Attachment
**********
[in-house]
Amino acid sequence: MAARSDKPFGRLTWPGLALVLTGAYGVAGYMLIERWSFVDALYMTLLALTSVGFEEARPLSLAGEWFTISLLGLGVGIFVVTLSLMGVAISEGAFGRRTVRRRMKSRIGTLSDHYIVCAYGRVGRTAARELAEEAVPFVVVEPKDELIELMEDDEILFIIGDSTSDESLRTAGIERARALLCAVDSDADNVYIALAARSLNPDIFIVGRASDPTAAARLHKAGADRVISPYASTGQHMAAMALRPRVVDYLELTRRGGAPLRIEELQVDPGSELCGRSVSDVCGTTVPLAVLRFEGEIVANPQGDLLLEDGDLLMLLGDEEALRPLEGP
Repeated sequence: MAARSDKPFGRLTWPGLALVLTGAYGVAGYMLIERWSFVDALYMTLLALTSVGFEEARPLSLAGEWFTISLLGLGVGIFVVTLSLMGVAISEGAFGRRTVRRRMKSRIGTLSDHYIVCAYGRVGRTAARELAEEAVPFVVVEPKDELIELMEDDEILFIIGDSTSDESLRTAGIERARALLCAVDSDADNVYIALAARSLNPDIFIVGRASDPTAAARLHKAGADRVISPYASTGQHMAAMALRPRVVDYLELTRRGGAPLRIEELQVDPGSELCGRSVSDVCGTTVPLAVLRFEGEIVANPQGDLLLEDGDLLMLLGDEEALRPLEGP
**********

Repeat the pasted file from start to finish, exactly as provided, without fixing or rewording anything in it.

[in-house]
Amino acid sequence: MAARSDKPFGRLTWPGLALVLTGAYGVAGYMLIERWSFVDALYMTLLALTSVGFEEARPLSLAGEWFTISLLGLGVGIFVVTLSLMGVAISEGAFGRRTVRRRMKSRIGTLSDHYIVCAYGRVGRTAARELAEEAVPFVVVEPKDELIELMEDDEILFIIGDSTSDESLRTAGIERARALLCAVDSDADNVYIALAARSLNPDIFIVGRASDPTAAARLHKAGADRVISPYASTGQHMAAMALRPRVVDYLELTRRGGAPLRIEELQVDPGSELCGRSVSDVCGTTVPLAVLRFEGEIVANPQGDLLLEDGDLLMLLGDEEALRPLEGP
Repeated sequence: MAARSDKPFGRLTWPGLALVLTGAYGVAGYMLIERWSFVDALYMTLLALTSVGFEEARPLSLAGEWFTISLLGLGVGIFVVTLSLMGVAISEGAFGRRTVRRRMKSRIGTLSDHYIVCAYGRVGRTAARELAEEAVPFVVVEPKDELIELMEDDEILFIIGDSTSDESLRTAGIERARALLCAVDSDADNVYIALAARSLNPDIFIVGRASDPTAAARLHKAGADRVISPYASTGQHMAAMALRPRVVDYLELTRRGGAPLRIEELQVDPGSELCGRSVSDVCGTTVPLAVLRFEGEIVANPQGDLLLEDGDLLMLLGDEEALRPLEGP